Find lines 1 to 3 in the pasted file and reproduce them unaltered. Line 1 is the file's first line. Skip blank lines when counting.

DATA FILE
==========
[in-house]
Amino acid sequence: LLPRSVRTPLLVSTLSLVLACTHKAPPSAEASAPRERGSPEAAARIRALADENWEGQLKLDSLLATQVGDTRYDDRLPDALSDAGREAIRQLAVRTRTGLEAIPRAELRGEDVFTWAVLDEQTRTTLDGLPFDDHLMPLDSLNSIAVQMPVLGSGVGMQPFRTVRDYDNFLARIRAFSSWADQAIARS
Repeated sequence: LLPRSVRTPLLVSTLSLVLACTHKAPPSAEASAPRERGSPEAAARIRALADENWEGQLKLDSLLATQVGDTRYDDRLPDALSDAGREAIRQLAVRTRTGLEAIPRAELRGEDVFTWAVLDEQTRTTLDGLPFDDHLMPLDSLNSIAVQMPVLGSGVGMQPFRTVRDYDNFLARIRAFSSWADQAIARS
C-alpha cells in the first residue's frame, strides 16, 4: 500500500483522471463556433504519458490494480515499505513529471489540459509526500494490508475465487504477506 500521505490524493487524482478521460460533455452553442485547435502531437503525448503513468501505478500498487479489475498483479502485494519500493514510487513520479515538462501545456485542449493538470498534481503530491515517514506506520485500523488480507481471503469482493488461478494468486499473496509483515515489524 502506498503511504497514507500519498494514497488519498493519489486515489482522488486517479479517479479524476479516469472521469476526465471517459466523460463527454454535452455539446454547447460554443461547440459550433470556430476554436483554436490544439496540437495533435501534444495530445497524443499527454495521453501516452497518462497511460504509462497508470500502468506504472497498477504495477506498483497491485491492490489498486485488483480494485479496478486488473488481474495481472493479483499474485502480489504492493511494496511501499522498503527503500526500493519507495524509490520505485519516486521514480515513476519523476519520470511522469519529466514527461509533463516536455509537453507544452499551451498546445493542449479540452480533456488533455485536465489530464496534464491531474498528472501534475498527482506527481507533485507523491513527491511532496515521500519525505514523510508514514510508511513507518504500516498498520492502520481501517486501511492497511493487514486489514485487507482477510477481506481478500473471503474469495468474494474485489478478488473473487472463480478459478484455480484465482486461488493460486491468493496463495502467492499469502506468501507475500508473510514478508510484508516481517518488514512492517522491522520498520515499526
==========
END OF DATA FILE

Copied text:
[in-house]
Amino acid sequence: LLPRSVRTPLLVSTLSLVLACTHKAPPSAEASAPRERGSPEAAARIRALADENWEGQLKLDSLLATQVGDTRYDDRLPDALSDAGREAIRQLAVRTRTGLEAIPRAELRGEDVFTWAVLDEQTRTTLDGLPFDDHLMPLDSLNSIAVQMPVLGSGVGMQPFRTVRDYDNFLARIRAFSSWADQAIARS
Repeated sequence: LLPRSVRTPLLVSTLSLVLACTHKAPPSAEASAPRERGSPEAAARIRALADENWEGQLKLDSLLATQVGDTRYDDRLPDALSDAGREAIRQLAVRTRTGLEAIPRAELRGEDVFTWAVLDEQTRTTLDGLPFDDHLMPLDSLNSIAVQMPVLGSGVGMQPFRTVRDYDNFLARIRAFSSWADQAIARS